On March 1, 2011, Rachel Sutherland, a pregnant 36-year-old Albertan production accountant, found herself unable to breathe.
"I woke up at 7 a.m. suffocating," she recalls. "I was terrified. I was drowning."
Sutherland had sepsis after developing a lung infection from the H1N1 flu virus. Her immune system had gone into overdrive and was injuring her lung cells. Her damaged and infected lungs were rapidly filling up with fluid.
Sepsis -- or blood poisoning -- is when the body's response to an infection spirals out of control and starts attacking its own tissues and organs, experts say.
"The body makes chemicals that are meant to fight or react to infections," says Dr. Andrew W. Kirkpatrick, a sepsis researcher and surgeon at Foothills Medical Center and professor of critical care medicine at the University of Calgary in Alberta.
In sepsis, these chemicals cause collateral damage to the body's organs, he says.
Sutherland -- who was several months pregnant -- was brought via ambulance to Foothills Medical Center and admitted to the intensive care unit. The hospital staff worked tirelessly to save two lives as her organs began to fail.
"My parents had to make some serious decisions about whether to save my life or my baby," she said.
When she awoke after spending one month in the intensive care unit, she discovered that her unborn baby had also survived the ordeal.
"They told me I was having a girl," she said. "We beat the odds. We're both lucky to be alive."
Despite major advances, sepsis is the leading cause of death from infection worldwide, according to medical experts. Every hour, about 50 people die of sepsis. Studies show that one in three patients with sepsis will die.
"The mortality rate from severe sepsis is 30 to 40 percent," says Dr. Christopher "Chip" J. Doig, medical director of the intensive care unit at the Foothills Medical Centre, team leader of the Alberta Sepsis Network, and professor of critical care medicine at the University of Calgary.
Sepsis rates are rising dramatically, he says, adding that sepsis can strike someone in the prime of their life.
Sepsis is a medical emergency, says Dr. Graham C. Thompson, a sepsis researcher and an emergency medicine physician at the University of Calgary.
"Prompt recognition and management is required," he says, citing research showing that early treatment can halve the risk of dying.
"Be aware of the symptoms of sepsis and when to seek medical care," Thompson says, adding that sepsis is often diagnosed too late.
According to Doig and Thompson, the potential warning signs of sepsis include:
• Very high fever and severe chills (that cause the bed to shake)
• Confusion, agitation, or drowsiness (children may cry inconsolably or be difficult to wake)
• Difficult or rapid breathing
• Blue lips
• Rapid heart rate
• Pale, cold, clammy or mottled skin
• Fever with severe headache
• Severe abdominal pain (person may not want to move or be writhing in pain)
• Low or no urine output
• Rash with the appearance of tiny red dots (or a rash that doesn't turn white when pressed on)
• Severe muscle pain (when everything appears normal on the outside)
If any of these symptoms appear in the presence of a confirmed or likely infection -- seek immediate medical attention, Doig says.
"These are all worrisome signs," he says. "You need to see a physician. It's OK to come to the emergency department."
Anyone can get sepsis, he cautions, adding that preventing infection is the best way to avoid sepsis.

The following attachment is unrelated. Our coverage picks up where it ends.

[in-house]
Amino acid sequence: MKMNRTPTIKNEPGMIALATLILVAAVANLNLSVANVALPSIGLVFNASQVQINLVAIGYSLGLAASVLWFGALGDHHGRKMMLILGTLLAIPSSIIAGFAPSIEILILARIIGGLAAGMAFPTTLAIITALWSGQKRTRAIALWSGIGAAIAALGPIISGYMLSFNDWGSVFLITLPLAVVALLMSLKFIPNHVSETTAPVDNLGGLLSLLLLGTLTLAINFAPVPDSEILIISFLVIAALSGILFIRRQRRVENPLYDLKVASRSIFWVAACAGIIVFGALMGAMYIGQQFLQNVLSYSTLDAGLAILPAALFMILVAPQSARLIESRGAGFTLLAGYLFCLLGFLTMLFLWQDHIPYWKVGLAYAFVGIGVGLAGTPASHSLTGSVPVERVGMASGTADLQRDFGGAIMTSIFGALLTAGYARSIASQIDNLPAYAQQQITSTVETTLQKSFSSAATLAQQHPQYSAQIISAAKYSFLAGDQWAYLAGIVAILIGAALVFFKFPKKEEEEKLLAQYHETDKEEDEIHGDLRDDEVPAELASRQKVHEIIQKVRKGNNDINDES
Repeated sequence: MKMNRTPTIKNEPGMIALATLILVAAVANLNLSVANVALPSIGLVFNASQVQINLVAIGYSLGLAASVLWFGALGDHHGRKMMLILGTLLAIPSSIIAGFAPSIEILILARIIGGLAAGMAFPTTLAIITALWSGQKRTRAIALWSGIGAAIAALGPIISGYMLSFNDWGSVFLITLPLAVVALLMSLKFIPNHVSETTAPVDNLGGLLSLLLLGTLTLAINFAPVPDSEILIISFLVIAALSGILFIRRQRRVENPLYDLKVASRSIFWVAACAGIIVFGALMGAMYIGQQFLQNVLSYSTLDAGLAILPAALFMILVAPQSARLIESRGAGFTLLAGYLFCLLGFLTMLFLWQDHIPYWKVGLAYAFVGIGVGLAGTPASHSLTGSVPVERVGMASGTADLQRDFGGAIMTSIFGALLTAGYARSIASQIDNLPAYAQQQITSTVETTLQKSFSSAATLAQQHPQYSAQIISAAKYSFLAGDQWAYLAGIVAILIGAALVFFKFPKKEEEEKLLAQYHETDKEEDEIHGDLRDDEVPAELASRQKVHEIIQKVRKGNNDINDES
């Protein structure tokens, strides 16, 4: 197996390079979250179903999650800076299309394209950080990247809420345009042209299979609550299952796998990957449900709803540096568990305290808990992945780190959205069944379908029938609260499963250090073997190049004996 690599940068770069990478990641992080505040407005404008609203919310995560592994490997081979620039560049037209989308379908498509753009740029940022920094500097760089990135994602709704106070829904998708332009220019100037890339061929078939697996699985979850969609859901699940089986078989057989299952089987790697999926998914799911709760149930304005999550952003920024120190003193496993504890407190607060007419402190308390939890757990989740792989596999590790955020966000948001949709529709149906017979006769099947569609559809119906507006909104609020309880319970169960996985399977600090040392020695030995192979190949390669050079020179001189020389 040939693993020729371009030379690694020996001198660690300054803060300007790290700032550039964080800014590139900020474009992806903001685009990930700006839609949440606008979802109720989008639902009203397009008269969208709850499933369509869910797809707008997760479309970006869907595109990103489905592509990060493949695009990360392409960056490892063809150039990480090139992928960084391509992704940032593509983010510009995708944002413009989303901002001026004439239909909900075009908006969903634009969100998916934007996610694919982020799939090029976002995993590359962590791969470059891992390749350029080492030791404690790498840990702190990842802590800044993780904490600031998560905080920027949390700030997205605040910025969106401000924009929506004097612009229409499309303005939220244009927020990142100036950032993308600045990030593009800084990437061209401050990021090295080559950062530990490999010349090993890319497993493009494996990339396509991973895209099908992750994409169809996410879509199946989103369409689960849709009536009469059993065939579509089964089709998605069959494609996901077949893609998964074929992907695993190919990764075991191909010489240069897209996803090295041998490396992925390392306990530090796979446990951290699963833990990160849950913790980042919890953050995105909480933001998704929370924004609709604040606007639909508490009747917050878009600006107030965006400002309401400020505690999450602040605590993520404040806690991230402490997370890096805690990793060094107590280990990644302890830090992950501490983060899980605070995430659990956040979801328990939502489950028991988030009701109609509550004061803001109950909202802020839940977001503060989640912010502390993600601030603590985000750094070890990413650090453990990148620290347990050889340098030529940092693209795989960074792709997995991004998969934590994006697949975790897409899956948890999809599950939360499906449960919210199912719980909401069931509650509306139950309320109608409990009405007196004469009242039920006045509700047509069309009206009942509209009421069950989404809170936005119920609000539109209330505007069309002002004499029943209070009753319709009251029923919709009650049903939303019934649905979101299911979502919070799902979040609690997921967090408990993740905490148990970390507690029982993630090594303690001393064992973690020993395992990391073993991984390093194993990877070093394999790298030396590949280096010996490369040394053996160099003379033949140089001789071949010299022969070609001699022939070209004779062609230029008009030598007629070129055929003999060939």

"Washing hands remains one of the easiest ways to prevent the spread of infection," Thompson says.
Today's national immunization program includes vaccines that protect against the top three causes of sepsis in children, he says.
"Immunizations saves lives," he says, adding that adults also need routine vaccines to prevent infection and sepsis.
"All of this likely would have been avoided by a flu shot," Sutherland says, admitting that her doctor had recommended she receive the H1N1 flu vaccine.
"I had been too sick and worn down to get it," she says, explaining that she had battled dehydration, fatigue, stress, and malnutrition from severe morning sickness during her pregnancy.
Studies show that the costs of sepsis are high -- and rising. In 2008, $14.6 billion was spent on hospitalizations for sepsis in the United States. In Germany, the cost of treating sepsis has more than doubled over the last decade.
"The cost is significant," Doig says, estimating that his hospital spends upwards of $5000 CDN per day to care for a sepsis patient in the intensive care unit.
Sutherland says that her hospitalization for sepsis cost the Canadian taxpayers nearly $210,000 -- even though she went home three and a half months earlier than expected.
While the costs of the long-term impact of sepsis are unknown, research shows that the human cost of sepsis is enormous.
Sepsis survivors suffer from lingering physical and psychological effects, Doig says, adding that they often struggle with life after they leave the hospital.
Sutherland says that her lungs are scarred from her illness.
"I have tremendous anxiety," she adds. "I suffer from depression."
New research shows that the body's overactive immune response in sepsis may injure the brain, Doig says.
"This might result in damage which is difficult to recognize," he says, adding that the recovery process may take a long time.
"I have some memory issues," Sutherland says. "I have to write everything down. It's tremendously embarrassing."
"At my new job, I was denied a raise and a bonus because my performance wasn't even meeting expectations," she said, adding that she had a virtually perfect work record before her illness.
"Even if you do survive, it takes a tremendously long time to recover from this."